Electronic Cigarettes May Double the Risk of Bronchitis in Teenagers
A team of researchers from the University of Southern California finds that teenage users of e-cigarettes are twice more likely to get bronchitis compared to children who have never smoked electronic cigarettes.
For their study, the scientists analyzed the responses from more than 2,000 older teenagers, asking for symptoms of chronic bronchitis such as a daily cough for three months straight.
Researchers found that those teenagers who vape had 71% higher risk of the condition which was connected to the risk of damaging lungs.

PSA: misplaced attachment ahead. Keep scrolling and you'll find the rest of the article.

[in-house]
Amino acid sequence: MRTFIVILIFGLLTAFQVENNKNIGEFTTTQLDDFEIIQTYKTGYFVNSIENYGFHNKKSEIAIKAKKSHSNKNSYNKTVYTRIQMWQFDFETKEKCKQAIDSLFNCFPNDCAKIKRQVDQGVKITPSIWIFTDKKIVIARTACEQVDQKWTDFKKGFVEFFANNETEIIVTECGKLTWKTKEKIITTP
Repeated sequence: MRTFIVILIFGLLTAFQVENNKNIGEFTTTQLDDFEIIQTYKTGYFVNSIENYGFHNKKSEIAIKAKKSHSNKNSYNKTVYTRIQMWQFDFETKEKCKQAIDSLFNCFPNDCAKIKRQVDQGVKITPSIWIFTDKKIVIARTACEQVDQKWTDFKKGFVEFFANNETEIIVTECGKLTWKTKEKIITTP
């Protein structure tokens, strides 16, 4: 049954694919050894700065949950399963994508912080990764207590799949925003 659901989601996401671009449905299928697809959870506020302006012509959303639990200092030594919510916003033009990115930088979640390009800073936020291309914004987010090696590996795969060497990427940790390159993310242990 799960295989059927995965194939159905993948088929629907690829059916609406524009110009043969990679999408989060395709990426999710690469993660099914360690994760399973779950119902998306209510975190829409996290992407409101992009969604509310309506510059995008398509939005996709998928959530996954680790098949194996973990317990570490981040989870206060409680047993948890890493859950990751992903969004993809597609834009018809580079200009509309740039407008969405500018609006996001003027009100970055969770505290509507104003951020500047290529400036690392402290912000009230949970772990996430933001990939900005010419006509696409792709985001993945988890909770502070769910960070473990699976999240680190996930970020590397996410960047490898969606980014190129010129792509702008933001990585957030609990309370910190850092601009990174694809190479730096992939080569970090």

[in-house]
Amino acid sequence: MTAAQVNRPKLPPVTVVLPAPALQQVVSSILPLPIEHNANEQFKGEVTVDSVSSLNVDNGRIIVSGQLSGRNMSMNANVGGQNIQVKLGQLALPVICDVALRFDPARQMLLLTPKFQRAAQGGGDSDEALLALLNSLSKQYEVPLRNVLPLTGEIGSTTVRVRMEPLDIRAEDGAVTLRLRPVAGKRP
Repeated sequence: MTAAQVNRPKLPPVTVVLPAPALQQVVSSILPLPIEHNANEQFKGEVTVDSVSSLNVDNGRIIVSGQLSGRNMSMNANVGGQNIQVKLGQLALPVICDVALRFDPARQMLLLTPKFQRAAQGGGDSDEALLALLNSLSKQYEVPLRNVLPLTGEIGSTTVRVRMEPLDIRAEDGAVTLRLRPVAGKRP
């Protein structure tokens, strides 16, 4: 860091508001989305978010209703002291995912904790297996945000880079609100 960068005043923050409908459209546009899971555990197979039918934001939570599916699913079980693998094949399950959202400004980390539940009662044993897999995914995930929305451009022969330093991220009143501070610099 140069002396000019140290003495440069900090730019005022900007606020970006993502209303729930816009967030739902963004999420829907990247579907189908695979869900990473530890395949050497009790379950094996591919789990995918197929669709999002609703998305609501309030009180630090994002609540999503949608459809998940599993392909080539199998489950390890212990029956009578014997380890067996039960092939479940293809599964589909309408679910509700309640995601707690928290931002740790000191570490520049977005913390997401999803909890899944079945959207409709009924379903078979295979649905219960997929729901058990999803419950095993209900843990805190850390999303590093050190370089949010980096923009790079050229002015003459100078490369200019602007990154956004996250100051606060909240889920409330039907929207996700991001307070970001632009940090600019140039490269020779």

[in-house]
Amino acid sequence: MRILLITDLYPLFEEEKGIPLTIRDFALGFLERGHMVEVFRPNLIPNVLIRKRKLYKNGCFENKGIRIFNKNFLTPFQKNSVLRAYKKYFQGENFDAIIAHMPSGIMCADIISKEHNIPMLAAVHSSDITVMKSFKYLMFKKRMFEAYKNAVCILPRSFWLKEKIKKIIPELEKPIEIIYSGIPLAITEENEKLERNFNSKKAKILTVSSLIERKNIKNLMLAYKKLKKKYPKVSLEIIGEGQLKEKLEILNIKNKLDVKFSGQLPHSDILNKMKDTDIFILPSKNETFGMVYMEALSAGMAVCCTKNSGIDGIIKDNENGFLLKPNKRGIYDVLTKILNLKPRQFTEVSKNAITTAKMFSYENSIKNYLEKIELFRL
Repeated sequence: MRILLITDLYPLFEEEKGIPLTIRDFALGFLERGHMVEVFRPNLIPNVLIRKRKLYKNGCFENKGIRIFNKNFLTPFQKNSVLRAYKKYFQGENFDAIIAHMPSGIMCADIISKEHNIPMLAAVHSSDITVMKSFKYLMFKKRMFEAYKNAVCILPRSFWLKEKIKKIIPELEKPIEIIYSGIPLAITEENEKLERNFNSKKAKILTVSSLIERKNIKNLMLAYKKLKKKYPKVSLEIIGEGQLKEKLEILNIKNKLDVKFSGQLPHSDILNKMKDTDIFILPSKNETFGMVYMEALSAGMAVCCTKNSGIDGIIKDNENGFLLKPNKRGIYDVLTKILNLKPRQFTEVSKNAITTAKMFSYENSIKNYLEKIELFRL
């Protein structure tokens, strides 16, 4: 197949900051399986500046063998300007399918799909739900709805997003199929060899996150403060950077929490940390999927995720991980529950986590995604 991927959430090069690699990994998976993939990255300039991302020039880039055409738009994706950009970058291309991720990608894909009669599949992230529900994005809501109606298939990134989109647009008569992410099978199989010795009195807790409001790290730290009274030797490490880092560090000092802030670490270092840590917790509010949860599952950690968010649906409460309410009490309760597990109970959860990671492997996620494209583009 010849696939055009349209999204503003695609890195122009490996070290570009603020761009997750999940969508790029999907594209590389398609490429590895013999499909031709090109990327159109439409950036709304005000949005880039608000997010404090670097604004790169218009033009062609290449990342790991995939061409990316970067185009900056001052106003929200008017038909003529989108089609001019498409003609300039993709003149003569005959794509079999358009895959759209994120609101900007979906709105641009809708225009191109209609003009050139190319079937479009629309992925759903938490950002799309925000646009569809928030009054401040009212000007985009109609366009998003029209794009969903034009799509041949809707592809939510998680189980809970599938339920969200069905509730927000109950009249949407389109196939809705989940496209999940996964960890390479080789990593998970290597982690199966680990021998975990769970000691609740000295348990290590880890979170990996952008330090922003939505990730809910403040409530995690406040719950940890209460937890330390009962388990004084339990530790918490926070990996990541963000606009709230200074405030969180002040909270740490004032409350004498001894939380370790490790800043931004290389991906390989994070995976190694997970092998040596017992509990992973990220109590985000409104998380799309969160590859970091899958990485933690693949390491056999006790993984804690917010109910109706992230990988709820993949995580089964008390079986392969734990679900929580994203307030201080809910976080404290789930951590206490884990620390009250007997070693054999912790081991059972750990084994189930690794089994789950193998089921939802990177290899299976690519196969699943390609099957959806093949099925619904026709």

Dr Rob McConnell, a professor of preventive medicine at the Keck School of Medicine, within the University of Southern California, says: “E-cigarettes are known to deliver chemicals toxic to the lungs, including oxidant metals, glycerol vapour, diketone flavouring compounds and nicotine. However, there has been little study of the chronic health effects of e-cigarettes.”
More information here.
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